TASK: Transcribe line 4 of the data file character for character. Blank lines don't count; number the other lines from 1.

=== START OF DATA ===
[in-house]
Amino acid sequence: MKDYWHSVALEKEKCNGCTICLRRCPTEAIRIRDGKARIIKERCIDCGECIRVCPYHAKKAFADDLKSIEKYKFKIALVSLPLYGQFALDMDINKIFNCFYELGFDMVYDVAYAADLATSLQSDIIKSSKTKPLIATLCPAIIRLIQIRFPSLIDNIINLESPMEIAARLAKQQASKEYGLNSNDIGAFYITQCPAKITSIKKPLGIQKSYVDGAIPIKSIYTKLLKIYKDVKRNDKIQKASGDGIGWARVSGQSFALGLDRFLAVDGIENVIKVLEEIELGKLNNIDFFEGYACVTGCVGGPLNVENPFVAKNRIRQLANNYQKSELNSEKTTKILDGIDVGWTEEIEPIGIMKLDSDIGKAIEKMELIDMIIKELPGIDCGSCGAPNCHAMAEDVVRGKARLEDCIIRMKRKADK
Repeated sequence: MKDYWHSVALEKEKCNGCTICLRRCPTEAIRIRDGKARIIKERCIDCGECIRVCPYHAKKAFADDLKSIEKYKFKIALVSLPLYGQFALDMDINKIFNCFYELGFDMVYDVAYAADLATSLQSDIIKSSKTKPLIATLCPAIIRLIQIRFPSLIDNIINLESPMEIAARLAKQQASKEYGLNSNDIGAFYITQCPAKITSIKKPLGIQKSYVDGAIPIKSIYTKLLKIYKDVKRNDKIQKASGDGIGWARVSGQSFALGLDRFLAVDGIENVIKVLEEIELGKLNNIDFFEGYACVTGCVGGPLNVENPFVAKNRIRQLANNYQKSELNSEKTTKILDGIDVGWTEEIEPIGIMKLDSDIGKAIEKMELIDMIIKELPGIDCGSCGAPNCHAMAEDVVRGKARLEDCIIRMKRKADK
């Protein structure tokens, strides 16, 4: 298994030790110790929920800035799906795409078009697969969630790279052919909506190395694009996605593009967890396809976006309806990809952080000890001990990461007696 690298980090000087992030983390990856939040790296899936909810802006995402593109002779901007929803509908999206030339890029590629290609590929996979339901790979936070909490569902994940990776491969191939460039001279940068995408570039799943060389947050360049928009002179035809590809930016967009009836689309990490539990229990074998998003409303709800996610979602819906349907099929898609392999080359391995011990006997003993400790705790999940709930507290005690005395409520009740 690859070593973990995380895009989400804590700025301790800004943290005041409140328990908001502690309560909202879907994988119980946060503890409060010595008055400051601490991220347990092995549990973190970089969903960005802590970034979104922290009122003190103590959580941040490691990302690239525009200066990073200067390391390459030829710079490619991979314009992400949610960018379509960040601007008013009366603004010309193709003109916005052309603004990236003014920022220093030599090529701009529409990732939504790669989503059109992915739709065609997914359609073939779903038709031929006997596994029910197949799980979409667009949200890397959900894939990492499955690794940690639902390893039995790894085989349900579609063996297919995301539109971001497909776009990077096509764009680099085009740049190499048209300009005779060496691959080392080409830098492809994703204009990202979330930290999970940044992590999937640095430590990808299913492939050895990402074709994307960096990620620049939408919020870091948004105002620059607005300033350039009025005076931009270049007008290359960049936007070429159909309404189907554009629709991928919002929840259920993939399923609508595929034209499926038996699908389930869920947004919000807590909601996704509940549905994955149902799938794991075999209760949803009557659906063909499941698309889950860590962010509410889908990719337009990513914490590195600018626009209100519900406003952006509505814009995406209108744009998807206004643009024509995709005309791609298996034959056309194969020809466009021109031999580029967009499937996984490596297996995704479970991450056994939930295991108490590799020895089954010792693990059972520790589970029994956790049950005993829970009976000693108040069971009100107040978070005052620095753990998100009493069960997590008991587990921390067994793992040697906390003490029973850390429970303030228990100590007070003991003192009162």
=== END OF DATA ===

């Protein structure tokens, strides 16, 4: 298994030790110790929920800035799906795409078009697969969630790279052919909506190395694009996605593009967890396809976006309806990809952080000890001990990461007696 690298980090000087992030983390990856939040790296899936909810802006995402593109002779901007929803509908999206030339890029590629290609590929996979339901790979936070909490569902994940990776491969191939460039001279940068995408570039799943060389947050360049928009002179035809590809930016967009009836689309990490539990229990074998998003409303709800996610979602819906349907099929898609392999080359391995011990006997003993400790705790999940709930507290005690005395409520009740 690859070593973990995380895009989400804590700025301790800004943290005041409140328990908001502690309560909202879907994988119980946060503890409060010595008055400051601490991220347990092995549990973190970089969903960005802590970034979104922290009122003190103590959580941040490691990302690239525009200066990073200067390391390459030829710079490619991979314009992400949610960018379509960040601007008013009366603004010309193709003109916005052309603004990236003014920022220093030599090529701009529409990732939504790669989503059109992915739709065609997914359609073939779903038709031929006997596994029910197949799980979409667009949200890397959900894939990492499955690794940690639902390893039995790894085989349900579609063996297919995301539109971001497909776009990077096509764009680099085009740049190499048209300009005779060496691959080392080409830098492809994703204009990202979330930290999970940044992590999937640095430590990808299913492939050895990402074709994307960096990620620049939408919020870091948004105002620059607005300033350039009025005076931009270049007008290359960049936007070429159909309404189907554009629709991928919002929840259920993939399923609508595929034209499926038996699908389930869920947004919000807590909601996704509940549905994955149902799938794991075999209760949803009557659906063909499941698309889950860590962010509410889908990719337009990513914490590195600018626009209100519900406003952006509505814009995406209108744009998807206004643009024509995709005309791609298996034959056309194969020809466009021109031999580029967009499937996984490596297996995704479970991450056994939930295991108490590799020895089954010792693990059972520790589970029994956790049950005993829970009976000693108040069971009100107040978070005052620095753990998100009493069960997590008991587990921390067994793992040697906390003490029973850390429970303030228990100590007070003991003192009162």